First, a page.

Red Cross and BT form communications partnership to tackle disasters

BT has announced a three-year £300,000 partnership with the British Red Cross to support disaster relief worldwide with the provision of communications kit.

BT has announced a three-year £300,000 partnership with the British Red Cross to support disaster relief worldwide with the provision of communications kit.

The funding will go towards essential emergency satellite telephones, IT equipment and GPS systems for relief vehicles across the world.

BT’s support will help to increase the speed and rate of deployment of the Red Cross’ Emergency Response Units (ERUs). This is becoming increasingly essential as the number of global disasters and the demand for swifter access to information increases, said BT.

With the help of BT, ERUs can be in the field within 24/48 hours, and set up communications within an hour in the initial stages of an emergency. 

BT will also donate the skills and expertise of its employees, through specific volunteering activities with the Red Cross IT and Telecommunications emergency roster, and will fund their training programme.

In 2006 alone, the British Red Cross responded to 16 worldwide disasters, including the Java earthquake; food security crises in Africa, in countries such as Kenya, Ethiopia and Somalia; floods in Romania, Bulgaria and Serbia Montenegro; mudslides in the Philippines and the Middle East crisis.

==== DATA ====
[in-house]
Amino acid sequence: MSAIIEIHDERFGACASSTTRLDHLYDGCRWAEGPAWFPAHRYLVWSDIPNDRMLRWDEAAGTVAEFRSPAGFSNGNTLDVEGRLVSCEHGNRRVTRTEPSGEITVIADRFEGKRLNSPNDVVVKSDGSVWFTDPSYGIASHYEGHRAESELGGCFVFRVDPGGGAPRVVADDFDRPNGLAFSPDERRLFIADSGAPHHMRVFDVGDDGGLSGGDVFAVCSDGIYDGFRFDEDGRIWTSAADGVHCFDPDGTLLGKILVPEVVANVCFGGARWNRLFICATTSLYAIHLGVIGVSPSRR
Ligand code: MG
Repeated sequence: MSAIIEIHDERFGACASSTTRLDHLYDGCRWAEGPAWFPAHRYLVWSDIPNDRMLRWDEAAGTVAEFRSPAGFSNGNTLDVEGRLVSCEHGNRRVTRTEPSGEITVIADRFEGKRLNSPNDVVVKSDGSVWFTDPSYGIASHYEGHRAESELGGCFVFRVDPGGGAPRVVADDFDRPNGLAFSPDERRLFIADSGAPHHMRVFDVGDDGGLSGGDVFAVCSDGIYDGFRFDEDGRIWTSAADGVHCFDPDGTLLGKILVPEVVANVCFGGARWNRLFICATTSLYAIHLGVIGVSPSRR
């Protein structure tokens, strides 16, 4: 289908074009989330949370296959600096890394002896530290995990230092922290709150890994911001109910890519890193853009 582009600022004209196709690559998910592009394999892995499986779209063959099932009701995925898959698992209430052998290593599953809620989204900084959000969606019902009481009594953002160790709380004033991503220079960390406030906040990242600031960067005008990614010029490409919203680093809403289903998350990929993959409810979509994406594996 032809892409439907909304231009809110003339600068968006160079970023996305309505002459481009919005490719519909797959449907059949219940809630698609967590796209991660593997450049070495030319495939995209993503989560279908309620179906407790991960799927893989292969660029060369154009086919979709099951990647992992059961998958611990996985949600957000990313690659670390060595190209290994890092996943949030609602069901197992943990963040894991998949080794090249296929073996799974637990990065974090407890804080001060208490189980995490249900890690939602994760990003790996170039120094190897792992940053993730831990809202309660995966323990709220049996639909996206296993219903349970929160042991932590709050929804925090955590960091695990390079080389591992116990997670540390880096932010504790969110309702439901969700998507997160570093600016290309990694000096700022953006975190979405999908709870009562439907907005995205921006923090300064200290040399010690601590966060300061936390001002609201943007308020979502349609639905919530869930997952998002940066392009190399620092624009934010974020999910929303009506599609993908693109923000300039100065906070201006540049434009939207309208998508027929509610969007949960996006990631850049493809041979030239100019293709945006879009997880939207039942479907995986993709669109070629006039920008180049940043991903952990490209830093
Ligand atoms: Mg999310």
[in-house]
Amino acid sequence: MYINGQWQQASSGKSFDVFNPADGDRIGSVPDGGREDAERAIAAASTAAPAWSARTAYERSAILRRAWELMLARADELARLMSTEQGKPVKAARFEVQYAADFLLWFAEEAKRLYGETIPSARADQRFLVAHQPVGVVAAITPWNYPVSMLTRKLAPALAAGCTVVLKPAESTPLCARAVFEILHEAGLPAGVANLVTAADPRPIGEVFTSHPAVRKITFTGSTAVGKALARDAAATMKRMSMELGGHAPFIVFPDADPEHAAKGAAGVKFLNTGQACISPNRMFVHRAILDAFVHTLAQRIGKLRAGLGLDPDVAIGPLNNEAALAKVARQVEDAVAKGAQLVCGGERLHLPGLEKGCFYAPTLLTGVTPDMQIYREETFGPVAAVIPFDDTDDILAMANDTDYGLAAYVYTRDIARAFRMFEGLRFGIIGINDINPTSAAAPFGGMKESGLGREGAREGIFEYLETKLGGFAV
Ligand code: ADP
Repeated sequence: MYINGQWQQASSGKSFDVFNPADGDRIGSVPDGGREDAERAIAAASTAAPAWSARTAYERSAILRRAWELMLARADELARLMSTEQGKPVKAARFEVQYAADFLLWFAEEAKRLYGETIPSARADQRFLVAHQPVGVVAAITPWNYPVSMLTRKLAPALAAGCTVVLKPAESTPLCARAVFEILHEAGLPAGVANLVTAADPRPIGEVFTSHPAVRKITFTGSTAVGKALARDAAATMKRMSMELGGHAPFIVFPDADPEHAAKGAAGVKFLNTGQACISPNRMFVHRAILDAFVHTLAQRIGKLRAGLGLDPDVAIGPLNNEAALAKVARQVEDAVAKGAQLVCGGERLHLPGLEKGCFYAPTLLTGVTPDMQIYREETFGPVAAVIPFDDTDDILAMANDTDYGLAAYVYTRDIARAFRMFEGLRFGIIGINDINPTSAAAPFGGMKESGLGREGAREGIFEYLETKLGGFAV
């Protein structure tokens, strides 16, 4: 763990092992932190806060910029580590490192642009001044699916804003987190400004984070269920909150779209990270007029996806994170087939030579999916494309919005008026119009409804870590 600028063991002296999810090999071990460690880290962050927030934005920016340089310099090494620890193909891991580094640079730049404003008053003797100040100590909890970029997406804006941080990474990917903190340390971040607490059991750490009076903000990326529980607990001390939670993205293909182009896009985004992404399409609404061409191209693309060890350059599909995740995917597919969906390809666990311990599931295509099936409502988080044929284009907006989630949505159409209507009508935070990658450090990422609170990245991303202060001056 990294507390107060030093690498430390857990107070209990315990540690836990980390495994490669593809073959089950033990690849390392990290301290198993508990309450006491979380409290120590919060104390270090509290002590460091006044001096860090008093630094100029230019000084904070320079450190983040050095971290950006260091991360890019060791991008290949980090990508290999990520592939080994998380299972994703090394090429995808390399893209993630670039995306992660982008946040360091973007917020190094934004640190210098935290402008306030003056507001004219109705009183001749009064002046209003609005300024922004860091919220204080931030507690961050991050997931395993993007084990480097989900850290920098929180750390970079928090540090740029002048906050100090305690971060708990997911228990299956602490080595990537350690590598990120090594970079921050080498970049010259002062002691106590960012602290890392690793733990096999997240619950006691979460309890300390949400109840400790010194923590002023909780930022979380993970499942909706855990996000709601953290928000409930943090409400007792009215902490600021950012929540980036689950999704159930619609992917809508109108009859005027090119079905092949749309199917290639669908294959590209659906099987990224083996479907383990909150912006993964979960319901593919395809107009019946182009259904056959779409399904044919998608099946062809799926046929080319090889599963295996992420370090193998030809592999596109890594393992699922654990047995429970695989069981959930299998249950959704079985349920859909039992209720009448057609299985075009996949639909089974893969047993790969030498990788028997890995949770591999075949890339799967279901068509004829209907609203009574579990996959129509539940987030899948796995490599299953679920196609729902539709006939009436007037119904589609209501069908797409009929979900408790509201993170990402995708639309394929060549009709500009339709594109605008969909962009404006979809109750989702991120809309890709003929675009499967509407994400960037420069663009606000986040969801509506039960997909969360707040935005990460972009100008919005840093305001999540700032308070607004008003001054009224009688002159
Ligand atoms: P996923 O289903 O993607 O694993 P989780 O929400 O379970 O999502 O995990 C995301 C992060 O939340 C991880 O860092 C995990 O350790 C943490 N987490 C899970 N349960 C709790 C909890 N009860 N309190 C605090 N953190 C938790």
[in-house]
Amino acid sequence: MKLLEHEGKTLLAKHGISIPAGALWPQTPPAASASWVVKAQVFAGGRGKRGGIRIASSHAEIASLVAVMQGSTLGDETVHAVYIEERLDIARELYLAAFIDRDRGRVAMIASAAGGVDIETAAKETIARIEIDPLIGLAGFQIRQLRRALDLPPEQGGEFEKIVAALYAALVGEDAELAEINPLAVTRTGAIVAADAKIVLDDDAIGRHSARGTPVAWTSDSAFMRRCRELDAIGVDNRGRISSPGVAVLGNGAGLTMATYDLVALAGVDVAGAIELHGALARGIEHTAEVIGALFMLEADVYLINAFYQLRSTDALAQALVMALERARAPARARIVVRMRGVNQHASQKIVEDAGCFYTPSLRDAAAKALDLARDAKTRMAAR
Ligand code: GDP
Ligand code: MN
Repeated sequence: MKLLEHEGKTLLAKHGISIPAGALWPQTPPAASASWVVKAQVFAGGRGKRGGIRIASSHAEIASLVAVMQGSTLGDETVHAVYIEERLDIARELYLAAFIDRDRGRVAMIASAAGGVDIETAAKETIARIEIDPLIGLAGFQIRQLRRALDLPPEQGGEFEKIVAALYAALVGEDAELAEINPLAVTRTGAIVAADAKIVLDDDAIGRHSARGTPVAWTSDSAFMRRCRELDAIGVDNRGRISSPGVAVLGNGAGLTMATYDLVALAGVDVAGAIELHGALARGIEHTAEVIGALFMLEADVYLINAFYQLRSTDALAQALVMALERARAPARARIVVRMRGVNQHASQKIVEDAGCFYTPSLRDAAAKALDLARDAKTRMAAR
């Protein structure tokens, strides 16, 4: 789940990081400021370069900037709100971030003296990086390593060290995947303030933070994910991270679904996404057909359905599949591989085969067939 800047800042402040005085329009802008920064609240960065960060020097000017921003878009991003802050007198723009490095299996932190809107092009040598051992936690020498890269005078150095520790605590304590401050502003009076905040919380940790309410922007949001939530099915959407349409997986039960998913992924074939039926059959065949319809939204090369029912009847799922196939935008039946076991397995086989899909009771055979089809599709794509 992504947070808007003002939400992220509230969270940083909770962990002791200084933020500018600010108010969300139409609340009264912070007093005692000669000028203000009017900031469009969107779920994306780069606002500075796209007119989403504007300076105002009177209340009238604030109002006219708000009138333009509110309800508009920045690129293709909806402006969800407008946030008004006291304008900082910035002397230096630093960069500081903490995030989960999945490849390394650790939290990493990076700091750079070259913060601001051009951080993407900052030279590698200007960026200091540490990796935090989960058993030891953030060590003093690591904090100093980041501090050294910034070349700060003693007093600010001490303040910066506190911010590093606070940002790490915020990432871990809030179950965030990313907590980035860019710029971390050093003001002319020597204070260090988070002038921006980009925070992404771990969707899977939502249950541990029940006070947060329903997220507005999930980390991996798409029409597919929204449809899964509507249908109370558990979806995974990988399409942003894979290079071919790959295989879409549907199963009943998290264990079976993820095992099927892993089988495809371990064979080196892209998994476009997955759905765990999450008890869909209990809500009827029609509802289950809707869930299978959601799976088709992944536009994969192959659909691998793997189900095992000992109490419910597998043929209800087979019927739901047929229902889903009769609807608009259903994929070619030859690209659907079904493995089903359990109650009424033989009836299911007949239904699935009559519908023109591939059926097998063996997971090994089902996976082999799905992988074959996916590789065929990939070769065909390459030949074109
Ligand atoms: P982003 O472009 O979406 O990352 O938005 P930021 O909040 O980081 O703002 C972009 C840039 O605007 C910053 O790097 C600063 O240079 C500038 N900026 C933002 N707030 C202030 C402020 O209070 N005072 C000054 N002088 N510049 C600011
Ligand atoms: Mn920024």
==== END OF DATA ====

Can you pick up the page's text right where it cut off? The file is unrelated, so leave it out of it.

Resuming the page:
François Barrault, CEO at BT Global Services, said, “The problem with disaster relief is that it is often reactive and funds are raised following a disaster.

“By being proactive and funding a three-year programme, BT and the British Red Cross can ensure that the relevant equipment and skills are ready, so that relief can be deployed anywhere in the world as quickly as possible.”

Sir Nicholas Young, chief executive of the British Red Cross said, “This partnership will enable us to increase the speed and reach of our emergency response units in the field, making us better equipped to support the most vulnerable people in crisis.”

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